International Executives: Cross-Border Employment Considerations and Traps for the Unwary
In today’s global economy, executives are increasingly called upon to navigate the opportunities and challenges of conducting business around the world. Far too often, however, international executives neglect the impact that cross border employment may have on their compensation, benefits, and personal liability. Below are some common employment issues for executives to consider in navigating international employment relationships.
Tax Equalization and Protection Strategies
“[I]n this world nothing can be said to be certain, except death and taxes.” This sentiment, as written by Benjamin Franklin in 1789, remains as apt today as it did over two hundred years ago (1). However, in today’s global economy, with its routine cross-border employment arrangements, the situation has gotten vastly more complicated for U.S. executives working internationally.
Understanding and planning for potential tax liabilities, including the dreaded “double taxation,” is crucial for international executives, and often requires coordination between the executive’s employment counsel and tax advisors. This may include, among other protective strategies, the negotiation and implementation of tax equalization benefits, whereby executives are effectively kept whole from a tax standpoint, paying no more than they would have paid had their compensation been subjected to U.S. taxation only.
Rights and Obligations under U.S. and Foreign Laws
Whether it be a traditional expatriate (“expat”) employment arrangement (i.e., an executive living and working outside the U.S.), or an executive located in the U.S. who is employed by and/or otherwise affiliated with a foreign company, it is not uncommon for certain aspects of the employment relationship to be governed by more than one country’s laws. By way of example, a U.S. citizen living and working overseas for a U.S. controlled company remains protected by and subjected to certain federal anti-discrimination laws, including Title VII, ADEA, and the ADA. At the same time, the executive may also be protected by and have obligations under the anti-discrimination laws of the foreign jurisdiction.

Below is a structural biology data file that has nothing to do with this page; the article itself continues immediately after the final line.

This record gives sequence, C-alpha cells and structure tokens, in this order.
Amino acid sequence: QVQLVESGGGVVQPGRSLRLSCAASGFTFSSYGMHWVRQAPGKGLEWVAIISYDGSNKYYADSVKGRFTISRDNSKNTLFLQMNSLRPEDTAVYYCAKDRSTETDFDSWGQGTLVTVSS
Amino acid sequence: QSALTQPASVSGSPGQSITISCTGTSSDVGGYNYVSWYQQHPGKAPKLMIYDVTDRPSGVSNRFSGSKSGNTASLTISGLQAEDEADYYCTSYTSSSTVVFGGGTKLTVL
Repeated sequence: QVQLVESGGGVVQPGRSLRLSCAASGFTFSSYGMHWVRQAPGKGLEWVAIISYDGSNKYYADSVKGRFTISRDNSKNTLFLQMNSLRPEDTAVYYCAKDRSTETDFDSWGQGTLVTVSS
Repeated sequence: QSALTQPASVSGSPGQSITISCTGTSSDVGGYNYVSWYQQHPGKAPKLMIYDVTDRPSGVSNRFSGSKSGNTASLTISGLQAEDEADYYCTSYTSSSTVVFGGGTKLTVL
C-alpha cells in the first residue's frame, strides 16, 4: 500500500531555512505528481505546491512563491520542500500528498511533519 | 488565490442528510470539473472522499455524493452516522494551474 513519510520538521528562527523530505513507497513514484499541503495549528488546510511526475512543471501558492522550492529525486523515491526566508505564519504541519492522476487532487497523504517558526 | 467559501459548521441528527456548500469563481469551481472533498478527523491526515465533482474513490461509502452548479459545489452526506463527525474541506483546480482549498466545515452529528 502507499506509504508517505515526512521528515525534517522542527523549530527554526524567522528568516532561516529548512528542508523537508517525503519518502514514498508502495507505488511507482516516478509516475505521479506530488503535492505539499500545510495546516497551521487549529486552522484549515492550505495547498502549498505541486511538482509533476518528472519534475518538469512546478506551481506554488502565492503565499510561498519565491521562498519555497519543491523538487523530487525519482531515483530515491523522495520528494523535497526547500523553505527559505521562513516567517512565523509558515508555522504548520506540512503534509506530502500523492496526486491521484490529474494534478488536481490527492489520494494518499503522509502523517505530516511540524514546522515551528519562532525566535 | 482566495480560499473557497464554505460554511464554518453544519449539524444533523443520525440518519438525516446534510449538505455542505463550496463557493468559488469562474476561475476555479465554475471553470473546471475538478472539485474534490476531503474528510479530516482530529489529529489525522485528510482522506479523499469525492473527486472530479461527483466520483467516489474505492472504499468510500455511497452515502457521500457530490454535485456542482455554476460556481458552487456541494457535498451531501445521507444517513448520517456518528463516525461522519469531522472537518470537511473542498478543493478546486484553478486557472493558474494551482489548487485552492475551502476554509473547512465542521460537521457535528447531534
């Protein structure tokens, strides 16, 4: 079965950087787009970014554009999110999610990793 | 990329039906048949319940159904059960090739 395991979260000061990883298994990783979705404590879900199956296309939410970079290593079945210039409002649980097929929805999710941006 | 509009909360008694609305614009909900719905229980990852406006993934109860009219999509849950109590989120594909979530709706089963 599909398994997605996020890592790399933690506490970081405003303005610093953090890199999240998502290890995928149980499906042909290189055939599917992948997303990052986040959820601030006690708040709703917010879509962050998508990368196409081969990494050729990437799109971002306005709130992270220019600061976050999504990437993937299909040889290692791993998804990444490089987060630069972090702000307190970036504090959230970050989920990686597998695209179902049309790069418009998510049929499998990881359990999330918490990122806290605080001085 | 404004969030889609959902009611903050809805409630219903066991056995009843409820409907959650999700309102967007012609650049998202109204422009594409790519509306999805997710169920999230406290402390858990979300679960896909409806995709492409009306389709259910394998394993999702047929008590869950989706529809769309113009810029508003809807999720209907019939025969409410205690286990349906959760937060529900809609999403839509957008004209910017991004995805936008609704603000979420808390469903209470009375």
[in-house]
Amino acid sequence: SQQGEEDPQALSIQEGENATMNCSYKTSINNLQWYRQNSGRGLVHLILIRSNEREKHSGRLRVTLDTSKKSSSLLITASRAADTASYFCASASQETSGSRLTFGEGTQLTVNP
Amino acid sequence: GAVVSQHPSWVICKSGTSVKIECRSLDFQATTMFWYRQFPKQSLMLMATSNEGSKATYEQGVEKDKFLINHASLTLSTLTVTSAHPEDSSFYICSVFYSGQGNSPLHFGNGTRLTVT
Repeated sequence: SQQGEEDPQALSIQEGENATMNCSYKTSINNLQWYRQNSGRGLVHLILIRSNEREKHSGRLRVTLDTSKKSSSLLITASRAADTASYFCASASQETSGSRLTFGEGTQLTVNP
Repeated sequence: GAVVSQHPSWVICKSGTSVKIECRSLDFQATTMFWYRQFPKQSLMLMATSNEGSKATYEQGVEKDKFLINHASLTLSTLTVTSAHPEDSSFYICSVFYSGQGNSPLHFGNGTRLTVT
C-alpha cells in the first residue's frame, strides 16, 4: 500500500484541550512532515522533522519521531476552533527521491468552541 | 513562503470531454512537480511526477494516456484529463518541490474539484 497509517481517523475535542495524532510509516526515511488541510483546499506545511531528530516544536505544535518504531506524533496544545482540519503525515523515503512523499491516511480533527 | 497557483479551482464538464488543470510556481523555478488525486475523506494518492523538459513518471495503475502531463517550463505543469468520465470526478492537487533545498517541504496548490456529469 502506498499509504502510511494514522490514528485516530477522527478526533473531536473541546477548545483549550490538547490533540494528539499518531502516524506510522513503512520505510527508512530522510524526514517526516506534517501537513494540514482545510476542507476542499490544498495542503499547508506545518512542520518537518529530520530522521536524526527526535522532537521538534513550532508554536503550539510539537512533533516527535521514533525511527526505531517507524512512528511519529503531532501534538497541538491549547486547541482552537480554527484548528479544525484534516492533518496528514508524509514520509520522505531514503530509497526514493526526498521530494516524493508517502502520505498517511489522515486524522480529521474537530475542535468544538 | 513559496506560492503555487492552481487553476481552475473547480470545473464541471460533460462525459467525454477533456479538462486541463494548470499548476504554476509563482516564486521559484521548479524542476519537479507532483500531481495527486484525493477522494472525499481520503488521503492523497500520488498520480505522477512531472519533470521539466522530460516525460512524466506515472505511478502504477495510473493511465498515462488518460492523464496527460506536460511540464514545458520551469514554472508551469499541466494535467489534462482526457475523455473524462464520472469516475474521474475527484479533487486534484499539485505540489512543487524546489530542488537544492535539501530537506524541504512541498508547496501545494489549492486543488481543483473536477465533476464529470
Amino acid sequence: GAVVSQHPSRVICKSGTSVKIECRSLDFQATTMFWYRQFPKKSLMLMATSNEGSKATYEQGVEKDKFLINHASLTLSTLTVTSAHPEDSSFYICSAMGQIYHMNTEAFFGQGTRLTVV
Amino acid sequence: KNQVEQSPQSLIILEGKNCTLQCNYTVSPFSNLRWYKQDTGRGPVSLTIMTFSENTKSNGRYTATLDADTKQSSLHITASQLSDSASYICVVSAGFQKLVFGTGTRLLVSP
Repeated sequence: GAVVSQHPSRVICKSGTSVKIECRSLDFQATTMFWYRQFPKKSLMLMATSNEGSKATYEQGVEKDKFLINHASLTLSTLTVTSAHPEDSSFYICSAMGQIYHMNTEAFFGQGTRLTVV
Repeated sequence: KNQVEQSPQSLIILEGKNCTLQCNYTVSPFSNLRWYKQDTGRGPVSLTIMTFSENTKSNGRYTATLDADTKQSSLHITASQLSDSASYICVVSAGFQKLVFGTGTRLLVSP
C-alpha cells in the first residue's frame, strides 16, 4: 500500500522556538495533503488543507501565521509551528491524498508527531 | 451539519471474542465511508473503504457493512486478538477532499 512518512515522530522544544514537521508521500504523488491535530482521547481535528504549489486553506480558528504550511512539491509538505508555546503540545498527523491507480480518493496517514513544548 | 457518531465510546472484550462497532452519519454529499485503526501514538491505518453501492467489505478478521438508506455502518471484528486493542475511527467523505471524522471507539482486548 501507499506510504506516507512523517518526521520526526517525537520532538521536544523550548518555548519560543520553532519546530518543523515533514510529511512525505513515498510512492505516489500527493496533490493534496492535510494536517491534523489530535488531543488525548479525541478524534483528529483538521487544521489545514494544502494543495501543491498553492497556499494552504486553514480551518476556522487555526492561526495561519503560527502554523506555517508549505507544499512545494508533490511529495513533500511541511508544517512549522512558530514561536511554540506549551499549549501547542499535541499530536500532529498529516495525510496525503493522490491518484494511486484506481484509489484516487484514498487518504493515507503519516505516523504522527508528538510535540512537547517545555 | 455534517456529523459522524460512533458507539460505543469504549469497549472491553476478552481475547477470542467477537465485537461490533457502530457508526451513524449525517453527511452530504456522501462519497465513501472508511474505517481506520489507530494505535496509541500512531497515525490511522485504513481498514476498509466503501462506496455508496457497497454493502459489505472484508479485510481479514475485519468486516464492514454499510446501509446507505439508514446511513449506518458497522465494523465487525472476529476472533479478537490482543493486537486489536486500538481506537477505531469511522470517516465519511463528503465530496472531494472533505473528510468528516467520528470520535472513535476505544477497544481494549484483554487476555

Similarly, for an executive employed in the U.S. by the U.S. subsidiary of a foreign parent company, it would not be uncommon for the terms of the employment agreement to be governed under the laws of the applicable work location in the U.S. (e.g., Massachusetts, New York), whereas the agreements governing the terms of the executive’s equity grants and/or duties and responsibilities as a director and officer of the parent company are governed under the laws of the country where the parent is legally located.
Beyond the Basics – Employment Terms for the International Executive
In addition to the terms and conditions that should be addressed in all executive employment agreements (e.g., title, duties, compensation, severance protections, change in control triggers, post-employment restrictions), there are numerous other terms that should be considered in the context of a cross-border and/or expat arrangement, including, without limitation, the following:
- Employing Entity (U.S. Entity, Foreign Entity or Both)
- Reporting and Authority Within U.S. Entity and Foreign Entity
- Applicable Law and Venue for Dispute Resolution
- Location-Specific Defense and Indemnification
- Immigration and Visas
- Relocation (Individual/Family)
- Travel Requirements / Restrictions on Travel
- Housing and Transportation
- Security (Individual / Family)
- Family Education Costs
- Scope of Post-Employment Restrictions
- Post-Employment Tax Assistance
With employment regulations that can vary significantly from country to country and the ever-changing tax landscape, even the most seasoned executives can find themselves “over their heads” when trying to navigate through the waters of international employment matters. At a minimum, whether or not an executive is in a position to contractually negotiate a favorable arrangement, the executive should know the rules before playing the game.
(1) My friends and colleagues “across the pond” in England may object to my attribution of this famous statement to one of the U.S.’s Founding Fathers, Benjamin Franklin, noting the earlier work of their countryman Daniel Defoe, The Political History of the Devil, 1726. In response, and in some good-natured “revolutionary” banter, I would simply quote the profound words attributed to another esteemed Statesman, England’s own Winston Churchill –“History is written by the victors.”